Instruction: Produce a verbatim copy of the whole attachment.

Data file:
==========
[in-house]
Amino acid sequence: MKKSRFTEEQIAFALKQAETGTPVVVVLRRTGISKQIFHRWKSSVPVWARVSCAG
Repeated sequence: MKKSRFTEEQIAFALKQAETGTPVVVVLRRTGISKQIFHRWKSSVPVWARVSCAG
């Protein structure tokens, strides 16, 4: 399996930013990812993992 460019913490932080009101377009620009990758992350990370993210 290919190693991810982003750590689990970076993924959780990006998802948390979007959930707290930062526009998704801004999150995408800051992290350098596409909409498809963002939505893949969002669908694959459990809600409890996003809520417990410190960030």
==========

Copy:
[in-house]
Amino acid sequence: MKKSRFTEEQIAFALKQAETGTPVVVVLRRTGISKQIFHRWKSSVPVWARVSCAG
Repeated sequence: MKKSRFTEEQIAFALKQAETGTPVVVVLRRTGISKQIFHRWKSSVPVWARVSCAG
């Protein structure tokens, strides 16, 4: 399996930013990812993992 460019913490932080009101377009620009990758992350990370993210 290919190693991810982003750590689990970076993924959780990006998802948390979007959930707290930062526009998704801004999150995408800051992290350098596409909409498809963002939505893949969002669908694959459990809600409890996003809520417990410190960030």